1 Department of Psychiatry, Fondazione IRCSS Cà Granda Ospedale Maggiore Policlinico, Università degli Studi di Milano , Milan, Italy .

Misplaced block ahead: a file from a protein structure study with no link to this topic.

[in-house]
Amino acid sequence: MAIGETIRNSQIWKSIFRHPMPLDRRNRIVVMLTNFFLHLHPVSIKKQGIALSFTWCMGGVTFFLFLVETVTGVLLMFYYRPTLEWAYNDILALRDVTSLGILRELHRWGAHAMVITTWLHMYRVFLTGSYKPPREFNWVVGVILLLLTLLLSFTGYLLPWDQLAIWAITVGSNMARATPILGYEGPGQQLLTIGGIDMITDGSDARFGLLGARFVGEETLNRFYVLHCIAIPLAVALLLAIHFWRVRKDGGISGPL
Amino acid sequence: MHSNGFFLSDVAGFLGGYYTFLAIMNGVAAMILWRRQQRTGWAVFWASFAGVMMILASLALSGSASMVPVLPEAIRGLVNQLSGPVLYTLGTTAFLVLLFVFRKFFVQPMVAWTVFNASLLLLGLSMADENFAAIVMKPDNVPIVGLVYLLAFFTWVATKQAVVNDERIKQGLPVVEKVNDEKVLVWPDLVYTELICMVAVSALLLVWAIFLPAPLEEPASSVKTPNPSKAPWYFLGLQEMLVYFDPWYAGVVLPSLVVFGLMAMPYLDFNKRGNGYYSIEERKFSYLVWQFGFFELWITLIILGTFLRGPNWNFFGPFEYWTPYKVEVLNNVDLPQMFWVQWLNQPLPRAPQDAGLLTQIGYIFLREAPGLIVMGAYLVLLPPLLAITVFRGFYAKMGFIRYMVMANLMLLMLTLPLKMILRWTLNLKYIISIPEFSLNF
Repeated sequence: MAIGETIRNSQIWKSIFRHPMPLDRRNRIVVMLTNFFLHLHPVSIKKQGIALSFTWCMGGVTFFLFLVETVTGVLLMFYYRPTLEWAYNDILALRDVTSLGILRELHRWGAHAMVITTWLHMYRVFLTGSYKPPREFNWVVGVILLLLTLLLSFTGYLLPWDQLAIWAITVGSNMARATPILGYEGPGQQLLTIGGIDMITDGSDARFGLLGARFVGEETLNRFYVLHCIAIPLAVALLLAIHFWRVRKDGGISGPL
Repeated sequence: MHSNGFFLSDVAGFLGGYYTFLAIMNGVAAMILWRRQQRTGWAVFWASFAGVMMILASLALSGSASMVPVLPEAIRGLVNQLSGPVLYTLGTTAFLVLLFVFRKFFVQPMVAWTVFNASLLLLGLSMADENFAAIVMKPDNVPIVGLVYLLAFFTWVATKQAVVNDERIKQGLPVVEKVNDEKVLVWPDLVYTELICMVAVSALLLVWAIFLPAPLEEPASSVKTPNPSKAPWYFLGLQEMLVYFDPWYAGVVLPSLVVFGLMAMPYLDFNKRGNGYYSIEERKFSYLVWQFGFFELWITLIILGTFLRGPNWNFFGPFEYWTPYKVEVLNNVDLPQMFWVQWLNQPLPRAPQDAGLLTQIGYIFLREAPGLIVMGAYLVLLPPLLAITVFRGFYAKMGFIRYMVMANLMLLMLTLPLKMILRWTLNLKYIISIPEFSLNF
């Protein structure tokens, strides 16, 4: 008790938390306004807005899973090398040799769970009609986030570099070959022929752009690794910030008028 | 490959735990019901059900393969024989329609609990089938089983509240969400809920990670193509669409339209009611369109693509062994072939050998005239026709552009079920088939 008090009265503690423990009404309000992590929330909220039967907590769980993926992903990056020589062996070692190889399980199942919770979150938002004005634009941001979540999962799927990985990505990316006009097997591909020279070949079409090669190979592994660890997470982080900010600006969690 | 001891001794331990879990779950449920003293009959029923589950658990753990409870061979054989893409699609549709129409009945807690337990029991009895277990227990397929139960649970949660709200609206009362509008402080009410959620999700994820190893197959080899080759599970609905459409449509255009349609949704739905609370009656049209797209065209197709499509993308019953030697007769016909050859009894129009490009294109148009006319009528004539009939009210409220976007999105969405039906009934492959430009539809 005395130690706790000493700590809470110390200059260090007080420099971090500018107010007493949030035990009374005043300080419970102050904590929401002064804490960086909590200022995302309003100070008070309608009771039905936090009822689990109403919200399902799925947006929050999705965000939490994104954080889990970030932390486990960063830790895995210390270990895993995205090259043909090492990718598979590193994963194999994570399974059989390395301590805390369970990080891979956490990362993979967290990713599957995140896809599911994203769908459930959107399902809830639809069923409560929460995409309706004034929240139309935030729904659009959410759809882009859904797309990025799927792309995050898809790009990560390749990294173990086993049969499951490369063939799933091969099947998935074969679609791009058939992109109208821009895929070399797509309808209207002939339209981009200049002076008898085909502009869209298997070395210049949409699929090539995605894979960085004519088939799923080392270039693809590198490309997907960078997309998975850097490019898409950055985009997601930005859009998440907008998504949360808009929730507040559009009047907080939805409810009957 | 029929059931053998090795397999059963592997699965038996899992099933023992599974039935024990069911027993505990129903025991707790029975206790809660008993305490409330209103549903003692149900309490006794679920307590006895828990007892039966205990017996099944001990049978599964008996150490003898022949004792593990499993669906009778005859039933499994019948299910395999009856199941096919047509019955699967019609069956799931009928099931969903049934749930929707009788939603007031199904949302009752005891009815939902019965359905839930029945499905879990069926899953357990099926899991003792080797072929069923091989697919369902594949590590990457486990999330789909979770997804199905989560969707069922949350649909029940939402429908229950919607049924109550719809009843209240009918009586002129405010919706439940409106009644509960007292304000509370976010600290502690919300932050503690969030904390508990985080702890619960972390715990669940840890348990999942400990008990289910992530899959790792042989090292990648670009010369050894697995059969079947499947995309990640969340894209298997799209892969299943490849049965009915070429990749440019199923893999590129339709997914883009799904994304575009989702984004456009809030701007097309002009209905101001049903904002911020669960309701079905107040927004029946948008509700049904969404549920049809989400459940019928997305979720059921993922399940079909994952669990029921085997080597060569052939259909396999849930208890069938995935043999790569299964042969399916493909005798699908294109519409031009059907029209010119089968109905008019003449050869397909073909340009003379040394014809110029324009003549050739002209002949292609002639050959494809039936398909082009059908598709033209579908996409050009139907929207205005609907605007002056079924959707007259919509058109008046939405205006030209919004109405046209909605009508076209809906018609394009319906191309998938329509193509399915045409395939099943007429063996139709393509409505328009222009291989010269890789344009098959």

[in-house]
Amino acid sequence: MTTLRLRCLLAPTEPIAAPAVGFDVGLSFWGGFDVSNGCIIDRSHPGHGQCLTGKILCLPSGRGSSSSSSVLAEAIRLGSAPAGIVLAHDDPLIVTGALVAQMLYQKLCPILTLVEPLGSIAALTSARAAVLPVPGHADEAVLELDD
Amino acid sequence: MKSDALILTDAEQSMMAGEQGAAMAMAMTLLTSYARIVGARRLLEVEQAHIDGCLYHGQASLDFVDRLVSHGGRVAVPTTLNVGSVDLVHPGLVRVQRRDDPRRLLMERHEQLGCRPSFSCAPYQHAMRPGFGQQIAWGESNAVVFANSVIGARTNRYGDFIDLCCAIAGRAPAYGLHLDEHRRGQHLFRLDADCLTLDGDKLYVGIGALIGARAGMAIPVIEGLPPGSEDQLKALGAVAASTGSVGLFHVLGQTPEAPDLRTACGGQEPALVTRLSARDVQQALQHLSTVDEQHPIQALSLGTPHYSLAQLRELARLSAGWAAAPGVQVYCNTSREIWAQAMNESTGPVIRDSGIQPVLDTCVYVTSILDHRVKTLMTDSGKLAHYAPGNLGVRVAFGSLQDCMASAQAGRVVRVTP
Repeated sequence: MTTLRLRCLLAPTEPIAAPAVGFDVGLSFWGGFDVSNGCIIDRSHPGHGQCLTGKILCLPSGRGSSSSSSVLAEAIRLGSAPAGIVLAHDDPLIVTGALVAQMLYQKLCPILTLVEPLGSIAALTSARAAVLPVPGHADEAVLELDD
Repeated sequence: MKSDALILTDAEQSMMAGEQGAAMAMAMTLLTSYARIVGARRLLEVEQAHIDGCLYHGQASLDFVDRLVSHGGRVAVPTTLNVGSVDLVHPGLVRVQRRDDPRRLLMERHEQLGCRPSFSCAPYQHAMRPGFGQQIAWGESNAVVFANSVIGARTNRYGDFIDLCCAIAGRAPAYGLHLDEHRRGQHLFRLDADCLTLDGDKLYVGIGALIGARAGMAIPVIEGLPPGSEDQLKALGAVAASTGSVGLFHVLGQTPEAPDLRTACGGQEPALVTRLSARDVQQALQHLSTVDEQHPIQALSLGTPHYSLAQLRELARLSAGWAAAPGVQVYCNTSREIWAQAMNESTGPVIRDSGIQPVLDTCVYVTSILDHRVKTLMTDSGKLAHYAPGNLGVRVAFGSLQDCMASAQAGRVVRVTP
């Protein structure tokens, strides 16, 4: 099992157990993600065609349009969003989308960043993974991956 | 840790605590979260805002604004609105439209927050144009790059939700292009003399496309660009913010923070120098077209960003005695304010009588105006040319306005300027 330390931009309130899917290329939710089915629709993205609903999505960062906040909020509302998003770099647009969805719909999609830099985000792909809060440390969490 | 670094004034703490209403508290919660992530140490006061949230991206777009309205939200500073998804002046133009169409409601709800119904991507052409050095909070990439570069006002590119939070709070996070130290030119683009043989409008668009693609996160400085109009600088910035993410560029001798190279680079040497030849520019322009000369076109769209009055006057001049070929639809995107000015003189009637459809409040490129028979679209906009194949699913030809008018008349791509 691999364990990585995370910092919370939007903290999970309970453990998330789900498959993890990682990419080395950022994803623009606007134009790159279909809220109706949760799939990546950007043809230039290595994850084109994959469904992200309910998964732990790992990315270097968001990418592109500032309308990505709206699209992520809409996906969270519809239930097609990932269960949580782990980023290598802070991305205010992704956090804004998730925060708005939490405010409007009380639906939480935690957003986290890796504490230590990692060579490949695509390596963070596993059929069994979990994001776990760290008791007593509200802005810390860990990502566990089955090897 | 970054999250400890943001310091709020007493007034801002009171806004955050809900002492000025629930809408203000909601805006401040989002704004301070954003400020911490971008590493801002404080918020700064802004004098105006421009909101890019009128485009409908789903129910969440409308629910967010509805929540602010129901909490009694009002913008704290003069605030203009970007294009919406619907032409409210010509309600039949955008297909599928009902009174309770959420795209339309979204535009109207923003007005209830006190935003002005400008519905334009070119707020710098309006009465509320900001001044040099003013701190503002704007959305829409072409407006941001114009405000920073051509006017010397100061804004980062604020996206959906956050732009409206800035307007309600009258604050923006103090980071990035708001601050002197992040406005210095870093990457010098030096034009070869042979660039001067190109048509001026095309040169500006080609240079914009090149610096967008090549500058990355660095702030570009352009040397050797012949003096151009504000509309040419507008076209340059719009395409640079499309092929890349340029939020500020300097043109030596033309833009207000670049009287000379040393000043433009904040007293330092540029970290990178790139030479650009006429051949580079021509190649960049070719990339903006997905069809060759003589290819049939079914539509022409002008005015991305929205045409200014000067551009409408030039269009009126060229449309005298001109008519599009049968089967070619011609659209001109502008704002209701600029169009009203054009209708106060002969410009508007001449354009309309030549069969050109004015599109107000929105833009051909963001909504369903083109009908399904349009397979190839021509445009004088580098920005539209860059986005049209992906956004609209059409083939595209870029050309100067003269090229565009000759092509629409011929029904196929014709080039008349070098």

Peg-interferon (Peg-IFN) and ribavirin (RBV) therapy is reported to induce psychiatric symptoms and syndromes in 20% of patients treated for Hepatitis C Virus (HCV) infection. Present study was aimed to quantify the phenomenon and assess the influence of psychiatric counseling over antiviral completion rate and the use of psychometric tools, in terms of prediction of psychopathological outcome. Ninety-six HCV patients were assessed, before antiviral treatment, by means of the Sheehan Disability Scale (SDS), Mood Disorder Questionnaire (MDQ), Symptom Checklist-90, and Internal State Scale (ISS). Sociodemographic and clinical variables and completion rate were collected. Binary logistic regression was performed to evaluate whether scores were predictive of psychiatric visit, development of psychiatric disorders, and need for treatment. Ninety-five patients (99%) completed antiviral treatment; 27 subjects (29%) needed psychiatric visit: among them, mood disorder was diagnosed in 15 (16%) and were pharmacologically treated. Baseline SDS and MDQ higher scores were found to be predictive of psychiatric visit [odds ratio (OR)=1.258, P<0.001 and OR=1.425, P=0.05, respectively]. Furthermore, higher MDQ score (P=0.017) and ISS hostility scores (OR=1.048, P=0.014) at baseline predicted the subsequent development of mood episodes, while ISS activation correlated negatively (OR=0.948, P=0.009). Finally, the need for treatment was predicted by higher scores at the MDQ and ISS activation items (OR=2.467, P=0.030; OR=0.970, P=0.038). Present findings suggest that psychiatric counseling may be needed in almost 30% of HCV patients on antiviral treatment, with positive influence over the completion rate. Baseline higher scores at psychometric questionnaires-MDQ-in particular, predictors of psychopathological outcome during Peg-IFN and RBV therapy in patients with chronic HCV-correlated hepatitis reflecting individual functioning before starting antiviral therapy and positive history for mood disorders, seem to predict psychiatric visit, onset of mood episodes, and need for psychopharmacological treatment. Further investigation is warranted to confirm results.